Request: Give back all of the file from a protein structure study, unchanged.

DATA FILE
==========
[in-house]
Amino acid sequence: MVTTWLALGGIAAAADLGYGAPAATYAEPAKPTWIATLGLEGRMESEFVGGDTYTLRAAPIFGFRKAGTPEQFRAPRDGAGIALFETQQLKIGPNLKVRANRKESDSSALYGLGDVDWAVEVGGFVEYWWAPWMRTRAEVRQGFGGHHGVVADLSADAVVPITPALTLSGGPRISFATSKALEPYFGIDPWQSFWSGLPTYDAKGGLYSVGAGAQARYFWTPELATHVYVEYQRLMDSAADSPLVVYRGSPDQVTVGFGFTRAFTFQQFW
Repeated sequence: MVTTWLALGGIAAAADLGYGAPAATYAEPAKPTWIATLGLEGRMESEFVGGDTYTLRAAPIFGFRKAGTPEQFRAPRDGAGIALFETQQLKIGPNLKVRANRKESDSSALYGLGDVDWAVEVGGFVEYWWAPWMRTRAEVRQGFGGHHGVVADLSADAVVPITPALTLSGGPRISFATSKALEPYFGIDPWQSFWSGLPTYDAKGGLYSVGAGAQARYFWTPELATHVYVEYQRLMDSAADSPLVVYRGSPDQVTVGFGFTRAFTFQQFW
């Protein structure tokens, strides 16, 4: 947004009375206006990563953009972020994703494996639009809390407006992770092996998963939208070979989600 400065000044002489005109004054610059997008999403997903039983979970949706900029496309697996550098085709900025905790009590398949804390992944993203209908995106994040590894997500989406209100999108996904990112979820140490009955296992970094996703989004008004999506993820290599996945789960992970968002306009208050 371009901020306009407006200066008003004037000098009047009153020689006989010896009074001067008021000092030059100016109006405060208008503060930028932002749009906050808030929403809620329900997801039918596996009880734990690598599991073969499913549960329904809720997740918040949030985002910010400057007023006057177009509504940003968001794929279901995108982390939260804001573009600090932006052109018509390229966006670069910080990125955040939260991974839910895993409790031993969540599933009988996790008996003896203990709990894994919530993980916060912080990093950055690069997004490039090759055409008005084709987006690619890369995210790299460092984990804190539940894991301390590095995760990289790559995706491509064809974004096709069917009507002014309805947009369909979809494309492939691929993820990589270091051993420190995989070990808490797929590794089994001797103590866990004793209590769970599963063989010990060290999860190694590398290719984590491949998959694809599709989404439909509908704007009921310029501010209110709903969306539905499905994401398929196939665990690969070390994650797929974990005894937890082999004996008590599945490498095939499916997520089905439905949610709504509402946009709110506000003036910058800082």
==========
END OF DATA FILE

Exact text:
[in-house]
Amino acid sequence: MVTTWLALGGIAAAADLGYGAPAATYAEPAKPTWIATLGLEGRMESEFVGGDTYTLRAAPIFGFRKAGTPEQFRAPRDGAGIALFETQQLKIGPNLKVRANRKESDSSALYGLGDVDWAVEVGGFVEYWWAPWMRTRAEVRQGFGGHHGVVADLSADAVVPITPALTLSGGPRISFATSKALEPYFGIDPWQSFWSGLPTYDAKGGLYSVGAGAQARYFWTPELATHVYVEYQRLMDSAADSPLVVYRGSPDQVTVGFGFTRAFTFQQFW
Repeated sequence: MVTTWLALGGIAAAADLGYGAPAATYAEPAKPTWIATLGLEGRMESEFVGGDTYTLRAAPIFGFRKAGTPEQFRAPRDGAGIALFETQQLKIGPNLKVRANRKESDSSALYGLGDVDWAVEVGGFVEYWWAPWMRTRAEVRQGFGGHHGVVADLSADAVVPITPALTLSGGPRISFATSKALEPYFGIDPWQSFWSGLPTYDAKGGLYSVGAGAQARYFWTPELATHVYVEYQRLMDSAADSPLVVYRGSPDQVTVGFGFTRAFTFQQFW
């Protein structure tokens, strides 16, 4: 947004009375206006990563953009972020994703494996639009809390407006992770092996998963939208070979989600 400065000044002489005109004054610059997008999403997903039983979970949706900029496309697996550098085709900025905790009590398949804390992944993203209908995106994040590894997500989406209100999108996904990112979820140490009955296992970094996703989004008004999506993820290599996945789960992970968002306009208050 371009901020306009407006200066008003004037000098009047009153020689006989010896009074001067008021000092030059100016109006405060208008503060930028932002749009906050808030929403809620329900997801039918596996009880734990690598599991073969499913549960329904809720997740918040949030985002910010400057007023006057177009509504940003968001794929279901995108982390939260804001573009600090932006052109018509390229966006670069910080990125955040939260991974839910895993409790031993969540599933009988996790008996003896203990709990894994919530993980916060912080990093950055690069997004490039090759055409008005084709987006690619890369995210790299460092984990804190539940894991301390590095995760990289790559995706491509064809974004096709069917009507002014309805947009369909979809494309492939691929993820990589270091051993420190995989070990808490797929590794089994001797103590866990004793209590769970599963063989010990060290999860190694590398290719984590491949998959694809599709989404439909509908704007009921310029501010209110709903969306539905499905994401398929196939665990690969070390994650797929974990005894937890082999004996008590599945490498095939499916997520089905439905949610709504509402946009709110506000003036910058800082």